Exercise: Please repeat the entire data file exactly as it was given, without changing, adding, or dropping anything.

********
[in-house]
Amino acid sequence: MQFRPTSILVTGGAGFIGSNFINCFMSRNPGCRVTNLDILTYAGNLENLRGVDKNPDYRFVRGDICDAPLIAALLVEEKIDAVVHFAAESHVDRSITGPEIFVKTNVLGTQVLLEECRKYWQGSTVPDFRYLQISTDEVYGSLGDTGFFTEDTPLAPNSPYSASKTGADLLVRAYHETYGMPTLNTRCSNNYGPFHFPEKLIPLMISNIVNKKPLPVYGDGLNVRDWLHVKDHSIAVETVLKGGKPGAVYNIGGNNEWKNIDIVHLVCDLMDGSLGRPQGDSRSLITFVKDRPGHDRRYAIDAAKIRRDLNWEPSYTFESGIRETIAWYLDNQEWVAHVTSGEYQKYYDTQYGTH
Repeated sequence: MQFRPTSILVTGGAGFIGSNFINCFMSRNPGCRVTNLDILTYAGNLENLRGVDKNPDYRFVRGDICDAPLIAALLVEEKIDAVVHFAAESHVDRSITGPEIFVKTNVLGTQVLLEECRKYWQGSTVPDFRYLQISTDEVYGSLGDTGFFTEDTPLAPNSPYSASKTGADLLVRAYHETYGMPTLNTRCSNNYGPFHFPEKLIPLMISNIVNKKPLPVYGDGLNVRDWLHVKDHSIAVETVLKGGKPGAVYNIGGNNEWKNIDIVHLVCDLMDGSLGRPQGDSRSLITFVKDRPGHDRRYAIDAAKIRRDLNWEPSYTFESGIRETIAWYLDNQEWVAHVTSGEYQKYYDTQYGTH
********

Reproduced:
[in-house]
Amino acid sequence: MQFRPTSILVTGGAGFIGSNFINCFMSRNPGCRVTNLDILTYAGNLENLRGVDKNPDYRFVRGDICDAPLIAALLVEEKIDAVVHFAAESHVDRSITGPEIFVKTNVLGTQVLLEECRKYWQGSTVPDFRYLQISTDEVYGSLGDTGFFTEDTPLAPNSPYSASKTGADLLVRAYHETYGMPTLNTRCSNNYGPFHFPEKLIPLMISNIVNKKPLPVYGDGLNVRDWLHVKDHSIAVETVLKGGKPGAVYNIGGNNEWKNIDIVHLVCDLMDGSLGRPQGDSRSLITFVKDRPGHDRRYAIDAAKIRRDLNWEPSYTFESGIRETIAWYLDNQEWVAHVTSGEYQKYYDTQYGTH
Repeated sequence: MQFRPTSILVTGGAGFIGSNFINCFMSRNPGCRVTNLDILTYAGNLENLRGVDKNPDYRFVRGDICDAPLIAALLVEEKIDAVVHFAAESHVDRSITGPEIFVKTNVLGTQVLLEECRKYWQGSTVPDFRYLQISTDEVYGSLGDTGFFTEDTPLAPNSPYSASKTGADLLVRAYHETYGMPTLNTRCSNNYGPFHFPEKLIPLMISNIVNKKPLPVYGDGLNVRDWLHVKDHSIAVETVLKGGKPGAVYNIGGNNEWKNIDIVHLVCDLMDGSLGRPQGDSRSLITFVKDRPGHDRRYAIDAAKIRRDLNWEPSYTFESGIRETIAWYLDNQEWVAHVTSGEYQKYYDTQYGTH